This is a good series of articles over on desktoplinux.com Is Linux Really Ready for Simple Users? (Part 1 of 8 ). Whether you agree or disagree with some of the details of his analyses, it is good to see someone taken an analytical look, rather than the usual ranting and raving of “Linux is great because Microsoft is evil”.
I read Eight compelling reasons why you should not even think of using Office 2007, and I think I would like to respond to these “eight compelling reasons”.
- New default file formats? Microsoft offers the Microsoft Office Compatibility Pack so that users of Office XP and Office 2003 can work with the new file formats. I am not really worried about OpenOffice, since I do not know anyone who uses it. If you really need to, save as .DOC or PDF from within Office 2007.
- OOXML is Evil? FUD from the open source, anti-Microsoft crowd. While I do not support fast-tracking OOXML (or anything else) through ISO, the rest of the rhetoric is just noise propagated (largely) by Microsoft’s competitors (remember, they are in this to make money, too).
- The learning curve? The learning curve on the UI is minimal, unless you are a potato.
- Need too much hardware? I am running quite nicely on a 2 year old Tablet PC with a 1.5 GHz Centrino, and 1 gb of RAM. Hardly a high end machine.
- You will get viruses? More FUD. The DOCX format is safer than the .DOC format.
- Open Source is Good for the World? This is a philosophical opinion. If that is the way your philosophy points you, then by all means, stick with OpenOffice.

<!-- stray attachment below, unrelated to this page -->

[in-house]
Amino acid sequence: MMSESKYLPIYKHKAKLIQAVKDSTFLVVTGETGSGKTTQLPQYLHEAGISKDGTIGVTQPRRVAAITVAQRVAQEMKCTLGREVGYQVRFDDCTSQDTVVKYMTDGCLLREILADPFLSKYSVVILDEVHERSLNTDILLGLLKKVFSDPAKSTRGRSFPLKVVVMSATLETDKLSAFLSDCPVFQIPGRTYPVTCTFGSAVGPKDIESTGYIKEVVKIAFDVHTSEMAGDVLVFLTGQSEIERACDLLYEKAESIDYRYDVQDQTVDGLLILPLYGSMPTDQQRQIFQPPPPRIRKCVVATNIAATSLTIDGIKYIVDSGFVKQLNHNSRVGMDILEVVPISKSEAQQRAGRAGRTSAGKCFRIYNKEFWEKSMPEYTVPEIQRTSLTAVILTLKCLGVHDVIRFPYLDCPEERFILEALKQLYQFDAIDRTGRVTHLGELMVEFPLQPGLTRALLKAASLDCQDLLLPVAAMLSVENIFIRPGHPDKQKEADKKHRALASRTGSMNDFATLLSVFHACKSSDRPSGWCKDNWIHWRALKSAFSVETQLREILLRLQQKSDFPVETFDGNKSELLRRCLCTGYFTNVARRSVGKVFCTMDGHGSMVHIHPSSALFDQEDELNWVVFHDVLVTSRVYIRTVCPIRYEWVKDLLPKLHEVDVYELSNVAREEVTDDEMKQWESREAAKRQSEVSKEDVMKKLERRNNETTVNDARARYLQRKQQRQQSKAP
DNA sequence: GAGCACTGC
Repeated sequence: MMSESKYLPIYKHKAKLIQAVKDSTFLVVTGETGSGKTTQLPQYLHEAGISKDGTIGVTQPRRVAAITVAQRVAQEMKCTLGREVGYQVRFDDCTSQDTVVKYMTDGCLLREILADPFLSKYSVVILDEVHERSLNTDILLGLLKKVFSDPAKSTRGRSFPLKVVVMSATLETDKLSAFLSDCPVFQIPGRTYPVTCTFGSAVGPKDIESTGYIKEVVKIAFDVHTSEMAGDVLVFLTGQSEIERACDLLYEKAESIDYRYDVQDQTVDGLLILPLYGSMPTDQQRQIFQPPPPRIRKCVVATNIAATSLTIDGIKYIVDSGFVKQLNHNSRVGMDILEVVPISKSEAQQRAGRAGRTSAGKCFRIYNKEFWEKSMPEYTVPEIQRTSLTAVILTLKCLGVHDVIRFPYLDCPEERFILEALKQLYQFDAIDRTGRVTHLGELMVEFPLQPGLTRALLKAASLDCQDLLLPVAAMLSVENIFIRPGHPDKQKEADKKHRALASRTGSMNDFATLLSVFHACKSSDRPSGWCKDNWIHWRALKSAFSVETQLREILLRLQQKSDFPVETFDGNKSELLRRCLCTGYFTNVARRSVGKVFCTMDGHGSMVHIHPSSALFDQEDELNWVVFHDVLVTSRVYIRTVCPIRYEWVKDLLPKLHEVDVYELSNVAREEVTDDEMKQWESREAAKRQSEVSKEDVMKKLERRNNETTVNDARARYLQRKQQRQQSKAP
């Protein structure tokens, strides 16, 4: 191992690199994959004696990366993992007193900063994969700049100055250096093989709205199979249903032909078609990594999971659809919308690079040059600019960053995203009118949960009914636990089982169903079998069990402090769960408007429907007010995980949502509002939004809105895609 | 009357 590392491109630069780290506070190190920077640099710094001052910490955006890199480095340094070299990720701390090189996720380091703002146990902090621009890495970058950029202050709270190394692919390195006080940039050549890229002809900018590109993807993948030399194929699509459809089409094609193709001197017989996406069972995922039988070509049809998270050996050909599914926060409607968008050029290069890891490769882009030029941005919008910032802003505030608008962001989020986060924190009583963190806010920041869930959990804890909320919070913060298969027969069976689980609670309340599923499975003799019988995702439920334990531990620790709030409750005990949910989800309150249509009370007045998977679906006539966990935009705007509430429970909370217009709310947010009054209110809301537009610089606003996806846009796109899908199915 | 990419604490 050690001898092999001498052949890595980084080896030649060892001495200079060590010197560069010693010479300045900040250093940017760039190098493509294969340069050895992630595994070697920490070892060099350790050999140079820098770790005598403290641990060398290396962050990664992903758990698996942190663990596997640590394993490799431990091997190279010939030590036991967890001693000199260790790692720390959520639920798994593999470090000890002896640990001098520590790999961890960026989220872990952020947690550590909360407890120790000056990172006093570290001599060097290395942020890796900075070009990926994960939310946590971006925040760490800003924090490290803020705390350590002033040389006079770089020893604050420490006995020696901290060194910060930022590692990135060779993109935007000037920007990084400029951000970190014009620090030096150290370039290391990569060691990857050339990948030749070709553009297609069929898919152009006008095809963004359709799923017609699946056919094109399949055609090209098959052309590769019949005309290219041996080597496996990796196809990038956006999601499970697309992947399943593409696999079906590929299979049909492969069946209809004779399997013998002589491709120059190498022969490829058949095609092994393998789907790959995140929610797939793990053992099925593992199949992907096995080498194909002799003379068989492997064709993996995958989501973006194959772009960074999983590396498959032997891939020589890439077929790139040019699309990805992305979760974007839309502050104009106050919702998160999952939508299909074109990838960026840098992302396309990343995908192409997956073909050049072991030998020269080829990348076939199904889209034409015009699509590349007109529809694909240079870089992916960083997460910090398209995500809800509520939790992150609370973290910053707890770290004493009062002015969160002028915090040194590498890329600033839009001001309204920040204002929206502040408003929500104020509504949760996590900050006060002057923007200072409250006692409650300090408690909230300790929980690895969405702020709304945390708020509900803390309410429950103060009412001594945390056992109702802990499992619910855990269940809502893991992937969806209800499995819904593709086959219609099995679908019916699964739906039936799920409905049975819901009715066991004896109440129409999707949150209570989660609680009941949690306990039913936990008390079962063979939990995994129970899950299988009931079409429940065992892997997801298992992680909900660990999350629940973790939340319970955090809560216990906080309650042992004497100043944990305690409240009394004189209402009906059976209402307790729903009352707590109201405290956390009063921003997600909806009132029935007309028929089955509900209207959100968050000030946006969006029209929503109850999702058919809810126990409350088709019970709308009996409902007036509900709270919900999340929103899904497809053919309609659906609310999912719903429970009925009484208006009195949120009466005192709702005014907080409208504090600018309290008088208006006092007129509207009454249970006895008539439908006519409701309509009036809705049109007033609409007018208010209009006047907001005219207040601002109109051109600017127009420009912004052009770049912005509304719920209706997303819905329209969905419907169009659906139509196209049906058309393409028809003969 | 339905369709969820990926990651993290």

- You have to pay for it? No argument there – if you cannot afford to buy it, don’t buy it.
- It is proprietary? More FUD. Apple is worse the MS in terms of being proprietary, but no one cares, right?
Just my thoughts. Cheers
In response to the post Microsoft’s Open Source Software is Junk? and the article which triggered it, I would like to offer a few comments:
- CodePlex is not “Microsoft’s Open Source Software”. CodePlex is a sandbox where others can create open source software based on the Microsoft platform(s).
- To say there are no interesting projects on CodePlex is something of an exaggeration. To say that it is “all junk” is just a sensationalistic headline trying to suck in readers. That said, much of the more interesting stuff actually comes from Microsoft’s Patterns and Practices group (such as the Enterprise Library), and so open source zealots do not recognize it. I would agree that there are few, if any, mature projects there which did not originate inside Microsoft.